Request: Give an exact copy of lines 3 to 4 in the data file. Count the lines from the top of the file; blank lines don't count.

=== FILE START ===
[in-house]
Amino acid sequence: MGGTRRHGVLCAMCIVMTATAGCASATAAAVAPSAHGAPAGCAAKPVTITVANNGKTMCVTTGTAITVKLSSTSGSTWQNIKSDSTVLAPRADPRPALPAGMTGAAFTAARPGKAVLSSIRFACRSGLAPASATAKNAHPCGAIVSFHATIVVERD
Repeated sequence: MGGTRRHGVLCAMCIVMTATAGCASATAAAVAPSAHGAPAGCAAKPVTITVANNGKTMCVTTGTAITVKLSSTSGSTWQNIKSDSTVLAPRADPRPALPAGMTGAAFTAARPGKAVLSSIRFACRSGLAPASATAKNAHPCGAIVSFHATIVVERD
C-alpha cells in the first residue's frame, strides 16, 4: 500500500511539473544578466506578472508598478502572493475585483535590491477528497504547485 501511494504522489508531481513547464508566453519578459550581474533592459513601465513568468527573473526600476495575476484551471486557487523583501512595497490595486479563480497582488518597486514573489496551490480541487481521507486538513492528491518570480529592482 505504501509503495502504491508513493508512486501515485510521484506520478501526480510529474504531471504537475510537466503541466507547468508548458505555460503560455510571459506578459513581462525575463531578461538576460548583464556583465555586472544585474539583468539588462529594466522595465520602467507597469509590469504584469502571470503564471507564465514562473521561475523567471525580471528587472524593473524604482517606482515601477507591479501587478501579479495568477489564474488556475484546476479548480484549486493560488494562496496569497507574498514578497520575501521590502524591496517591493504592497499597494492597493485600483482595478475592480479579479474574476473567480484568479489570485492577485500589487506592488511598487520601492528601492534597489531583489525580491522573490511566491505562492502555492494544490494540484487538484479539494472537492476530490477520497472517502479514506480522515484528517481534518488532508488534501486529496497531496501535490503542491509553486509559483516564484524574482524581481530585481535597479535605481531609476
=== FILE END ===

Repeated sequence: MGGTRRHGVLCAMCIVMTATAGCASATAAAVAPSAHGAPAGCAAKPVTITVANNGKTMCVTTGTAITVKLSSTSGSTWQNIKSDSTVLAPRADPRPALPAGMTGAAFTAARPGKAVLSSIRFACRSGLAPASATAKNAHPCGAIVSFHATIVVERD
C-alpha cells in the first residue's frame, strides 16, 4: 500500500511539473544578466506578472508598478502572493475585483535590491477528497504547485 501511494504522489508531481513547464508566453519578459550581474533592459513601465513568468527573473526600476495575476484551471486557487523583501512595497490595486479563480497582488518597486514573489496551490480541487481521507486538513492528491518570480529592482 505504501509503495502504491508513493508512486501515485510521484506520478501526480510529474504531471504537475510537466503541466507547468508548458505555460503560455510571459506578459513581462525575463531578461538576460548583464556583465555586472544585474539583468539588462529594466522595465520602467507597469509590469504584469502571470503564471507564465514562473521561475523567471525580471528587472524593473524604482517606482515601477507591479501587478501579479495568477489564474488556475484546476479548480484549486493560488494562496496569497507574498514578497520575501521590502524591496517591493504592497499597494492597493485600483482595478475592480479579479474574476473567480484568479489570485492577485500589487506592488511598487520601492528601492534597489531583489525580491522573490511566491505562492502555492494544490494540484487538484479539494472537492476530490477520497472517502479514506480522515484528517481534518488532508488534501486529496497531496501535490503542491509553486509559483516564484524574482524581481530585481535597479535605481531609476